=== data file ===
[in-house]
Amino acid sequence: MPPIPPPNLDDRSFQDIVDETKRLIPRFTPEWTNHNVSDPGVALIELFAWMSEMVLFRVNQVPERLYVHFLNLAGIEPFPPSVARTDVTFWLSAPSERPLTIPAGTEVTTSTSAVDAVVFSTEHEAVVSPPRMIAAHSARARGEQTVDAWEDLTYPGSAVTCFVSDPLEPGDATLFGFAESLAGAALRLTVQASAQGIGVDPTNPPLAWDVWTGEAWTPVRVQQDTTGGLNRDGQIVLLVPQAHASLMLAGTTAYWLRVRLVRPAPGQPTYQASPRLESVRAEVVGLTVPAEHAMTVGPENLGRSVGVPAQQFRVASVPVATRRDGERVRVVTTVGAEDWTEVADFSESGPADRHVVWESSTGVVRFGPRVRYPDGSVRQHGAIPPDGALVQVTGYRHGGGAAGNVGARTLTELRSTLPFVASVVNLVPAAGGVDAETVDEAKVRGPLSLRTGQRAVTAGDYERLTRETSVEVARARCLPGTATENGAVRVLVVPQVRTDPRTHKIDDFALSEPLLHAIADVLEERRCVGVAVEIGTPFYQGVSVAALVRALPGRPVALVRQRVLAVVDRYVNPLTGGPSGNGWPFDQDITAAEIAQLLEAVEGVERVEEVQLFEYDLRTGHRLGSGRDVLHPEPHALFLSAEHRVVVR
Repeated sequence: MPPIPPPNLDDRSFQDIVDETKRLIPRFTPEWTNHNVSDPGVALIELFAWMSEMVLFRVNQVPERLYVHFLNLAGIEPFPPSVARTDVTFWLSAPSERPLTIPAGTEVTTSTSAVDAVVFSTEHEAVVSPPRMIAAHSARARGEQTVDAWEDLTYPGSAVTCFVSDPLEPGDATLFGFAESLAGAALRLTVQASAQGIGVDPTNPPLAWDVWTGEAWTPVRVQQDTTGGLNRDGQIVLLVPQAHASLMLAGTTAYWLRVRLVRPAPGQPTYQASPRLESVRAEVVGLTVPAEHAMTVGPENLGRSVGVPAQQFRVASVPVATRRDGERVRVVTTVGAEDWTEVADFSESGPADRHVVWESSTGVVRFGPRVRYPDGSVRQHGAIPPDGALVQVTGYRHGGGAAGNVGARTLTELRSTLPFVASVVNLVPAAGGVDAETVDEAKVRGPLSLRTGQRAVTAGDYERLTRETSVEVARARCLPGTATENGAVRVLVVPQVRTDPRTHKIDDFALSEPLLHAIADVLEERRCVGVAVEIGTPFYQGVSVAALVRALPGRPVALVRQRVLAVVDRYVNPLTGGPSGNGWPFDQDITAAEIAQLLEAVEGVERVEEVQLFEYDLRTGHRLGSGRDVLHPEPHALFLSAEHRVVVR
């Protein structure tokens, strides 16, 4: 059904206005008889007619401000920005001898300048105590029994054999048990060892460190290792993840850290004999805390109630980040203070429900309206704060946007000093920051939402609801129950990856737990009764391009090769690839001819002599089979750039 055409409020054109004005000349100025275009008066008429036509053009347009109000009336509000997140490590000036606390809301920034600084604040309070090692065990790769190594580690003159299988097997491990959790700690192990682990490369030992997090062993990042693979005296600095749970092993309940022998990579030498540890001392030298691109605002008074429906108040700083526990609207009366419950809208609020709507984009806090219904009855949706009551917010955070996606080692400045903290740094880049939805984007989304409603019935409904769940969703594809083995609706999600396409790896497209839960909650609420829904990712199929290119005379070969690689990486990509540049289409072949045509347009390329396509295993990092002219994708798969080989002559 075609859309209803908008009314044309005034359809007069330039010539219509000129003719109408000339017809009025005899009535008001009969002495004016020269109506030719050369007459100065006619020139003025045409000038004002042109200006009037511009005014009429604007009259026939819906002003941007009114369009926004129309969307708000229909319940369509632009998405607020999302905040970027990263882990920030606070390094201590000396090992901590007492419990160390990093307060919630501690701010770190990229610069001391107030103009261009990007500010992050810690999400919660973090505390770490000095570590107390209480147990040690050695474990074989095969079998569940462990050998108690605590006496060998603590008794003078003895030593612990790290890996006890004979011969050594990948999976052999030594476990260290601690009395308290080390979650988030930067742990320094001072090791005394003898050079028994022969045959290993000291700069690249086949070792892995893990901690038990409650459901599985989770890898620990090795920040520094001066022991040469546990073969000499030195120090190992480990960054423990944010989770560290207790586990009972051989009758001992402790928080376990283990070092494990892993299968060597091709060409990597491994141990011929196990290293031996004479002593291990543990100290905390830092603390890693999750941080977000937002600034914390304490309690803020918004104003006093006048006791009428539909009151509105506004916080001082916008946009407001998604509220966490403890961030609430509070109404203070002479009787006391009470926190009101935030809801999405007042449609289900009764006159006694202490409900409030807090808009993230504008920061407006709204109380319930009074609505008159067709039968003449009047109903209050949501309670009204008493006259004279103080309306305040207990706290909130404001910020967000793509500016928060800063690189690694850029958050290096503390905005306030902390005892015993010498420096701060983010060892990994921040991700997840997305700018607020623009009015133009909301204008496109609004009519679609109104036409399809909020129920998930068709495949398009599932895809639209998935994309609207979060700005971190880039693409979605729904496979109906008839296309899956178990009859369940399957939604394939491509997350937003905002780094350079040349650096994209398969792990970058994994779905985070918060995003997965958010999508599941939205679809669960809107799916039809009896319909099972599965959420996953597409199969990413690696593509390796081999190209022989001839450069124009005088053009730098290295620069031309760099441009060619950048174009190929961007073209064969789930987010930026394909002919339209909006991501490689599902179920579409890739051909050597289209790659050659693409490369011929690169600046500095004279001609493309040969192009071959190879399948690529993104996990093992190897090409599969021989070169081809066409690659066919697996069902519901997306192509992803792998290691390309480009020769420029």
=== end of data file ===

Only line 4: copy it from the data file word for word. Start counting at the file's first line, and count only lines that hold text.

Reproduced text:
């Protein structure tokens, strides 16, 4: 059904206005008889007619401000920005001898300048105590029994054999048990060892460190290792993840850290004999805390109630980040203070429900309206704060946007000093920051939402609801129950990856737990009764391009090769690839001819002599089979750039 055409409020054109004005000349100025275009008066008429036509053009347009109000009336509000997140490590000036606390809301920034600084604040309070090692065990790769190594580690003159299988097997491990959790700690192990682990490369030992997090062993990042693979005296600095749970092993309940022998990579030498540890001392030298691109605002008074429906108040700083526990609207009366419950809208609020709507984009806090219904009855949706009551917010955070996606080692400045903290740094880049939805984007989304409603019935409904769940969703594809083995609706999600396409790896497209839960909650609420829904990712199929290119005379070969690689990486990509540049289409072949045509347009390329396509295993990092002219994708798969080989002559 075609859309209803908008009314044309005034359809007069330039010539219509000129003719109408000339017809009025005899009535008001009969002495004016020269109506030719050369007459100065006619020139003025045409000038004002042109200006009037511009005014009429604007009259026939819906002003941007009114369009926004129309969307708000229909319940369509632009998405607020999302905040970027990263882990920030606070390094201590000396090992901590007492419990160390990093307060919630501690701010770190990229610069001391107030103009261009990007500010992050810690999400919660973090505390770490000095570590107390209480147990040690050695474990074989095969079998569940462990050998108690605590006496060998603590008794003078003895030593612990790290890996006890004979011969050594990948999976052999030594476990260290601690009395308290080390979650988030930067742990320094001072090791005394003898050079028994022969045959290993000291700069690249086949070792892995893990901690038990409650459901599985989770890898620990090795920040520094001066022991040469546990073969000499030195120090190992480990960054423990944010989770560290207790586990009972051989009758001992402790928080376990283990070092494990892993299968060597091709060409990597491994141990011929196990290293031996004479002593291990543990100290905390830092603390890693999750941080977000937002600034914390304490309690803020918004104003006093006048006791009428539909009151509105506004916080001082916008946009407001998604509220966490403890961030609430509070109404203070002479009787006391009470926190009101935030809801999405007042449609289900009764006159006694202490409900409030807090808009993230504008920061407006709204109380319930009074609505008159067709039968003449009047109903209050949501309670009204008493006259004279103080309306305040207990706290909130404001910020967000793509500016928060800063690189690694850029958050290096503390905005306030902390005892015993010498420096701060983010060892990994921040991700997840997305700018607020623009009015133009909301204008496109609004009519679609109104036409399809909020129920998930068709495949398009599932895809639209998935994309609207979060700005971190880039693409979605729904496979109906008839296309899956178990009859369940399957939604394939491509997350937003905002780094350079040349650096994209398969792990970058994994779905985070918060995003997965958010999508599941939205679809669960809107799916039809009896319909099972599965959420996953597409199969990413690696593509390796081999190209022989001839450069124009005088053009730098290295620069031309760099441009060619950048174009190929961007073209064969789930987010930026394909002919339209909006991501490689599902179920579409890739051909050597289209790659050659693409490369011929690169600046500095004279001609493309040969192009071959190879399948690529993104996990093992190897090409599969021989070169081809066409690659066919697996069902519901997306192509992803792998290691390309480009020769420029």